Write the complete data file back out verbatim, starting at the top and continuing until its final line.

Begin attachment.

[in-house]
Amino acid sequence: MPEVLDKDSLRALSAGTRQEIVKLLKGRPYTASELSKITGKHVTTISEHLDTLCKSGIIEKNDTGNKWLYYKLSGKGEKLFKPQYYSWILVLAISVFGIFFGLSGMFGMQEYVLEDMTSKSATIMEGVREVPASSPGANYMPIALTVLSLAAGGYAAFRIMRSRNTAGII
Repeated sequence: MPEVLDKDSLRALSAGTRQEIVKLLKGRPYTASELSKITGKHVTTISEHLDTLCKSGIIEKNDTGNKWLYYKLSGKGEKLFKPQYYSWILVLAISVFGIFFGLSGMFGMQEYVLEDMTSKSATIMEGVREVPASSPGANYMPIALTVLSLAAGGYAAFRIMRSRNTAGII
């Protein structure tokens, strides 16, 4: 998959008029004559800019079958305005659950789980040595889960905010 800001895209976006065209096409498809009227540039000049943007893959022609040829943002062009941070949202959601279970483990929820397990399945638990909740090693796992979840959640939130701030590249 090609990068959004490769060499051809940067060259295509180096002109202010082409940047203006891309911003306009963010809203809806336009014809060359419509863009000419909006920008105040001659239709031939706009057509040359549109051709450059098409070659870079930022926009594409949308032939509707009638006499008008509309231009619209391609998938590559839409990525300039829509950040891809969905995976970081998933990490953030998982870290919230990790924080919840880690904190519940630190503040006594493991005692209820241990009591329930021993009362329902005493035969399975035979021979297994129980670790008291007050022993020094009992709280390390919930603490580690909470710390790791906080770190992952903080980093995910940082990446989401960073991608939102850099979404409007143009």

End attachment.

[in-house]
Amino acid sequence: MPEVLDKDSLRALSAGTRQEIVKLLKGRPYTASELSKITGKHVTTISEHLDTLCKSGIIEKNDTGNKWLYYKLSGKGEKLFKPQYYSWILVLAISVFGIFFGLSGMFGMQEYVLEDMTSKSATIMEGVREVPASSPGANYMPIALTVLSLAAGGYAAFRIMRSRNTAGII
Repeated sequence: MPEVLDKDSLRALSAGTRQEIVKLLKGRPYTASELSKITGKHVTTISEHLDTLCKSGIIEKNDTGNKWLYYKLSGKGEKLFKPQYYSWILVLAISVFGIFFGLSGMFGMQEYVLEDMTSKSATIMEGVREVPASSPGANYMPIALTVLSLAAGGYAAFRIMRSRNTAGII
């Protein structure tokens, strides 16, 4: 998959008029004559800019079958305005659950789980040595889960905010 800001895209976006065209096409498809009227540039000049943007893959022609040829943002062009941070949202959601279970483990929820397990399945638990909740090693796992979840959640939130701030590249 090609990068959004490769060499051809940067060259295509180096002109202010082409940047203006891309911003306009963010809203809806336009014809060359419509863009000419909006920008105040001659239709031939706009057509040359549109051709450059098409070659870079930022926009594409949308032939509707009638006499008008509309231009619209391609998938590559839409990525300039829509950040891809969905995976970081998933990490953030998982870290919230990790924080919840880690904190519940630190503040006594493991005692209820241990009591329930021993009362329902005493035969399975035979021979297994129980670790008291007050022993020094009992709280390390919930603490580690909470710390790791906080770190992952903080980093995910940082990446989401960073991608939102850099979404409007143009």